Harvey Barnes takes Leicester second with late leveller at Crystal Palace

It was a moment that called for clear thinking. As Leicester poured forward in the dying stages, desperately chasing the goal that would have lifted them a point behind Liverpool at the top of the table, control slipped away. With the minutes ticking away, they needed calm and ruthlessness: someone to pause, take a deep breath and cut through all that frenzied, demented running taking place near the Crystal Palace area.

Level through a stinging low drive from Harvey Barnes, Leicester had seven minutes to establish their title credentials. After failing to make their dominance count during a frustrating first half, they had responded after falling behind to Wilfried Zaha’s crisp opener for Crystal Palace. Roared on by their bench, they pinned Palace back, sprinted hard and hunting that one crucial opening.

Yet the cries grew more anguished as full-time approached. Thoughts drifted back to the first half and Palace’s goalkeeper, Vicente Guiata, denying Leicester an early lead when he saved Kelechi Iheanacho’s tame penalty. Careless in the final third, Leicester ended up playing against the clock, rushing the final pass and finishing rashly, never more so than when Ayoze Pérez slashed a wonderful chance over in the fourth minute of added time.

Time ran out as Pérez’s hurried effort sailed over. Not composed enough to capitalise on Liverpool’s slip against West Brom, Leicester ended up falling short despite rising above Everton into second place. “We’re disappointed with the result,” Brendan Rodgers said. “You’ve got to take your chances.”

The demands of the festive schedule also worked against Leicester, robbing them of a cutting edge in attack. A situation that required Rodgers to make seven changes to the side that drew with Manchester United on Saturday felt deeply unsatisfactory, hammering home the absurdity of asking elite athletes to play twice in the space of 48 hours.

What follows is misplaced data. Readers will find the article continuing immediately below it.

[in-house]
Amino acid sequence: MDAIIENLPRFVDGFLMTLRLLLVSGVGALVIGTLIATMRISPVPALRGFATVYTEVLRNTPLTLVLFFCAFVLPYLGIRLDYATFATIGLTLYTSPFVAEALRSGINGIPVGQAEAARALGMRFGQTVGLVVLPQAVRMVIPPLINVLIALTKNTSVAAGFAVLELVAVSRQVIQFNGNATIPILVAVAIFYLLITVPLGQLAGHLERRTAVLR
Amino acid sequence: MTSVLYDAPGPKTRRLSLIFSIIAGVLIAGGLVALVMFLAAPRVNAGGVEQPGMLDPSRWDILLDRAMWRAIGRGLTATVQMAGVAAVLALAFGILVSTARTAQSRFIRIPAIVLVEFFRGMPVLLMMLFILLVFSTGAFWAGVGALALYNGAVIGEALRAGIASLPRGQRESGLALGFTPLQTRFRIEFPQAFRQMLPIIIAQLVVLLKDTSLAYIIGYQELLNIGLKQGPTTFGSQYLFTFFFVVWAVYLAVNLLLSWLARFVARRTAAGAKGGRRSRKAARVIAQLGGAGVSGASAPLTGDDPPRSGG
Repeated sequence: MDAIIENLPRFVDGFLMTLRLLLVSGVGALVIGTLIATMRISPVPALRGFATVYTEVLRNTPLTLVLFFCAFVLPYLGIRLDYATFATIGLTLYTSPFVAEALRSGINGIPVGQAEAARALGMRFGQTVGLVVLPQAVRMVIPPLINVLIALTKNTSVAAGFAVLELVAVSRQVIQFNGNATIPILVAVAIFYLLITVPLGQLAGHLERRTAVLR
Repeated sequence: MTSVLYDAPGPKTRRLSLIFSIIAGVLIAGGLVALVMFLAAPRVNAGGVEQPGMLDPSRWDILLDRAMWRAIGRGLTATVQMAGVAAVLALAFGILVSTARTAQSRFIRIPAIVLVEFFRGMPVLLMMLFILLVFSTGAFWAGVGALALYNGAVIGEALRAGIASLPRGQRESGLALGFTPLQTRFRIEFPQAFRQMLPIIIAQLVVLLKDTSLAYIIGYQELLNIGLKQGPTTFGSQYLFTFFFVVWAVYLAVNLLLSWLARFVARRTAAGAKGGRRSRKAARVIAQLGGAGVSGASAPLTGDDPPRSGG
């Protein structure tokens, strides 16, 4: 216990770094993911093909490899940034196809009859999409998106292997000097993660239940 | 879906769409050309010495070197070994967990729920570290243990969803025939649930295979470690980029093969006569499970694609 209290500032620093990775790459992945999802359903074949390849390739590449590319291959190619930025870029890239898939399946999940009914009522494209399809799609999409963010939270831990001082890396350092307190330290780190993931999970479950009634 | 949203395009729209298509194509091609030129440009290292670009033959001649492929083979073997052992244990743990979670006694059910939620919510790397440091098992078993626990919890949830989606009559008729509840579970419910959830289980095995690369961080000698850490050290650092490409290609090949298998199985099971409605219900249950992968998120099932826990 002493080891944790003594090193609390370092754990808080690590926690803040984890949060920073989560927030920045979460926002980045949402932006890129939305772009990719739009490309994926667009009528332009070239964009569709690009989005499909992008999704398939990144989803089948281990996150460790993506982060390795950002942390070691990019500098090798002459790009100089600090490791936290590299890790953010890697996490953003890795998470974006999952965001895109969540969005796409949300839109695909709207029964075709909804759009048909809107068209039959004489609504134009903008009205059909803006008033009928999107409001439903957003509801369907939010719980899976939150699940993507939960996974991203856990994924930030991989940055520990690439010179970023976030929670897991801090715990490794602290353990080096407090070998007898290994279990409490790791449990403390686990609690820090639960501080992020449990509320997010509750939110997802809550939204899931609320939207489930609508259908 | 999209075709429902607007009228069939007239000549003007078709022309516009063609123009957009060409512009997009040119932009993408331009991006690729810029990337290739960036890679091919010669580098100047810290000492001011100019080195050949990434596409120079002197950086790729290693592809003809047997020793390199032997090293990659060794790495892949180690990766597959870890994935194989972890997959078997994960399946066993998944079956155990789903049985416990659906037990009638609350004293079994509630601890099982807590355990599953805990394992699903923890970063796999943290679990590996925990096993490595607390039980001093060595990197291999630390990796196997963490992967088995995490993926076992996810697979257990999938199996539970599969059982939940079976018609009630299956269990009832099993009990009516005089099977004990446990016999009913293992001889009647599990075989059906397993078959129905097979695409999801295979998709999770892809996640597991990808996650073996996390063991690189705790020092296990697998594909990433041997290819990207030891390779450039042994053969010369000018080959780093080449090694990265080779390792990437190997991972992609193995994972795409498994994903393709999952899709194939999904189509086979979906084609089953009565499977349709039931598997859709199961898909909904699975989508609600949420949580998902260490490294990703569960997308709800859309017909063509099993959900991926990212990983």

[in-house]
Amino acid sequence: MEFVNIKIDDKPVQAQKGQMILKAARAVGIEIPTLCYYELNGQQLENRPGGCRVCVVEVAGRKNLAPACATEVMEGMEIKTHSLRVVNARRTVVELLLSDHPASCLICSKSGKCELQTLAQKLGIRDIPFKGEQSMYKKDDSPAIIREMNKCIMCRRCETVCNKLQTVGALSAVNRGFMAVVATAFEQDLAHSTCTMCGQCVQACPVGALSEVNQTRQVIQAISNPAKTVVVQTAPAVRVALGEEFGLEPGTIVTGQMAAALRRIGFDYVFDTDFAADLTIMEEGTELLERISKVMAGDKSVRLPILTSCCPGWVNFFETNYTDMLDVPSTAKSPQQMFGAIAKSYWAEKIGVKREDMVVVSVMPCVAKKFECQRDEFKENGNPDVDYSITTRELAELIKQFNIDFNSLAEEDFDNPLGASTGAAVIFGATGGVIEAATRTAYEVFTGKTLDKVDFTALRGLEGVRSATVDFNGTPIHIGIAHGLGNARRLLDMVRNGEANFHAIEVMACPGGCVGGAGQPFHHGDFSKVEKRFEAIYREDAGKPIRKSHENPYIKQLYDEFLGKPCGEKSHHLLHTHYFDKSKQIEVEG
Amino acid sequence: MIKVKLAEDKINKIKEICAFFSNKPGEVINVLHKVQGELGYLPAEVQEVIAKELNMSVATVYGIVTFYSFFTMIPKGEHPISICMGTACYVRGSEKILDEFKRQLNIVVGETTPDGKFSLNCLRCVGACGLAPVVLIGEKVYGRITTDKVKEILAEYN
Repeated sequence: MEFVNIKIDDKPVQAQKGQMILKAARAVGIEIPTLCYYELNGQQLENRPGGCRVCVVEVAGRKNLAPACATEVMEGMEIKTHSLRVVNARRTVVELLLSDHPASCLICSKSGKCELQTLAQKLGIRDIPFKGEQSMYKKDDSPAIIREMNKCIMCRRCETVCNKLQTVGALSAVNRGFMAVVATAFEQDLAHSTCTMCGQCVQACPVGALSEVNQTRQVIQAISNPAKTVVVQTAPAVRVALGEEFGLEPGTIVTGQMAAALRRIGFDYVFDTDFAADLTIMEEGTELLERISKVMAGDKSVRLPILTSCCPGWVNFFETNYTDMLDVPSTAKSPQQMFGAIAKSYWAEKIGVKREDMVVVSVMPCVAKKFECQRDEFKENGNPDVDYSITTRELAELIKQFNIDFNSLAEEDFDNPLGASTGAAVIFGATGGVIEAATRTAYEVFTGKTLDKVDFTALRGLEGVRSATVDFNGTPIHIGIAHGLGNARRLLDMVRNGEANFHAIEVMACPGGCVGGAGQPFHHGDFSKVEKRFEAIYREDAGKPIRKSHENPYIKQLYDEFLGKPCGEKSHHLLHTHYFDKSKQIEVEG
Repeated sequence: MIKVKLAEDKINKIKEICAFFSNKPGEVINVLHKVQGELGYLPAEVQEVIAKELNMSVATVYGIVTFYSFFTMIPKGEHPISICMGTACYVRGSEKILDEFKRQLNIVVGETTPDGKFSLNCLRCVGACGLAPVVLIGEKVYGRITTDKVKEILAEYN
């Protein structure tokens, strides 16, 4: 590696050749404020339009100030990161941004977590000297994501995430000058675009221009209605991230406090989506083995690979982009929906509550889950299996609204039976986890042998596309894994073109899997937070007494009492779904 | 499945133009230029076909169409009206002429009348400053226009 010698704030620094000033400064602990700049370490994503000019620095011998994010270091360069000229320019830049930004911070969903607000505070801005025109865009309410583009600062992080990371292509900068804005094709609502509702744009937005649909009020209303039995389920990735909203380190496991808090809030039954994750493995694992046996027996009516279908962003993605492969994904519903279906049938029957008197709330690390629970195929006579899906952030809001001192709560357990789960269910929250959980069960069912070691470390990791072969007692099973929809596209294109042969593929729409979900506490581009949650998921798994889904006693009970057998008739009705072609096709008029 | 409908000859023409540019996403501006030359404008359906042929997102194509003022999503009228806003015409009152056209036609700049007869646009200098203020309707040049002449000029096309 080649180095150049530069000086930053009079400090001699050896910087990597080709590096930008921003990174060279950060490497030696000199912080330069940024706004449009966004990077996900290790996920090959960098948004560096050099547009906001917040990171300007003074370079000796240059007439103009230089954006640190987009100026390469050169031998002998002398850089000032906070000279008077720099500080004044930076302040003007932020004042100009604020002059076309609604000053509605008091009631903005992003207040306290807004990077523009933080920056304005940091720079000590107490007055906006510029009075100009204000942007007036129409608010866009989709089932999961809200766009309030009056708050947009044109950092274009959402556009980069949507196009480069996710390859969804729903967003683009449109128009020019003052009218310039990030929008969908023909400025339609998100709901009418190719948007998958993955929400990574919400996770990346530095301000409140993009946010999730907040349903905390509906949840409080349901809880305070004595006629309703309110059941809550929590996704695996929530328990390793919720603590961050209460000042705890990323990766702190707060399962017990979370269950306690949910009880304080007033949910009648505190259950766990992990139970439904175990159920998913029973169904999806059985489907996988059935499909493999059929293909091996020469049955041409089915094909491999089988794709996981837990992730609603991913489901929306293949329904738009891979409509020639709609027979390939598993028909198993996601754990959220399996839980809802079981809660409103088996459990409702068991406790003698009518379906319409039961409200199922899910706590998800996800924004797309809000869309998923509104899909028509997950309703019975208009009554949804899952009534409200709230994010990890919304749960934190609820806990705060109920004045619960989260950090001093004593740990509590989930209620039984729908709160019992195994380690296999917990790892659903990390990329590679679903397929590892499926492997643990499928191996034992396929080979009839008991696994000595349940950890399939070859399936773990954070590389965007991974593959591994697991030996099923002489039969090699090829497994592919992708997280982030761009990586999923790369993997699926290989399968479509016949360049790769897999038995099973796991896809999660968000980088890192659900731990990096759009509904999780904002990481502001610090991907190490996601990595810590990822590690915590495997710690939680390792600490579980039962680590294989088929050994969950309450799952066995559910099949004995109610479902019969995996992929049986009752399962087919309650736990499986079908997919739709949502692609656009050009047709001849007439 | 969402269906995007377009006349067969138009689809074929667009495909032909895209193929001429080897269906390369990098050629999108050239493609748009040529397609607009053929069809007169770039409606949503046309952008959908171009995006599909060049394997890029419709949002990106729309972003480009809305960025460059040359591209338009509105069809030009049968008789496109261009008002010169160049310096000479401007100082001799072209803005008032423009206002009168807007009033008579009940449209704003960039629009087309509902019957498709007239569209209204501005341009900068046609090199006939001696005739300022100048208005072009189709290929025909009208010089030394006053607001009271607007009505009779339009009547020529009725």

If anyone benefited, though, perhaps it was the Palace defenders who were spared the task of keeping up with Jamie Vardy during the opening period. With Rodgers determined to keep his team fresh, Leicester rotated. Timothy Castagne, Wesley Fofana and James Maddison were missing, Youri Tielemans and Wilfried Ndidi stepped out of midfield and there was a lack of ruthless in an attack led by Iheanacho.

In normal circumstances it would have been Vardy stepping up to give Leicester a 17th-minute lead after James Tomkins’s foul on Luke Thomas, who had caught Palace napping with a surge from left-back. With Leicester’s leading scorer on the bench, however, spot-kick duties fell to a forward without a goal in the league this season.

Up Iheanacho stepped, angling his run towards the ball in a way that betrayed his intentions. It was unsurprising to see him place his effort at a decent height for Guiata, who got a strong hand to the ball.

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There would be more profligacy from Iheanacho when he headed over from four yards. Wastefulness was ruining Leicester’s composed approach play. When Pérez saw a deflected cross bounce off the bar, Dennis Praet fired over. “If you’re looking at the game over 90 minutes, I have to say I am pleased with the point,” Roy Hodgson, Palace’s manager, said.

Palace had also made changes, although perhaps that owed more to Hodgson needing to shake his side up after a worrying dip. Thumped 7-0 by Liverpool in their previous home game, they were awful when they lost 3-0 to 10-man Aston Villa on Saturday. Palace were content to sit back, although they did have a couple of openings before the interval. Andros Townsend wasted the best of them, steering Jeffrey Schlupp’s cutback wide, while replays showed they should have been awarded a penalty in the first half after Daniel Amartey’s handball was strangely not reviewed by VAR.

Crystal Palace goalkeeper Vicente Guaita dives to his left to deny Leicester City’s Kelechi Iheanacho from the penalty spot.

Crystal Palace goalkeeper Vicente Guaita dives to his left to deny Leicester City’s Kelechi Iheanacho from the penalty spot. Photograph: Marc Atkins/PA

There was more intensity from Palace at the start of the second half. Zaha had struggled during the opening period, giving the ball away too cheaply, but he remained the likeliest player to hurt Leicester. It was a different game once he started to find space to turn and dribble.

After 58 minutes Zaha dropped deep, turned cleverly and found Townsend on the right. Rather than stand back and admire his pass, he kept moving. Townsend whipped in a left-footed inswinger and Zaha was rewarded for gambling, ghosting to the far post unnoticed, perfectly placed to meet the cross with a fine volley.

Yet Palace, who are winless in five games, could not hold on. Leicester finally introduced Vardy and Barnes provided the spark, jinking to find space before drilling home from 18 yards. Emboldened, Leicester began the hunt for a winner, only for Pérez to fluff his lines. The prospect of a proper title race remains in the balance.


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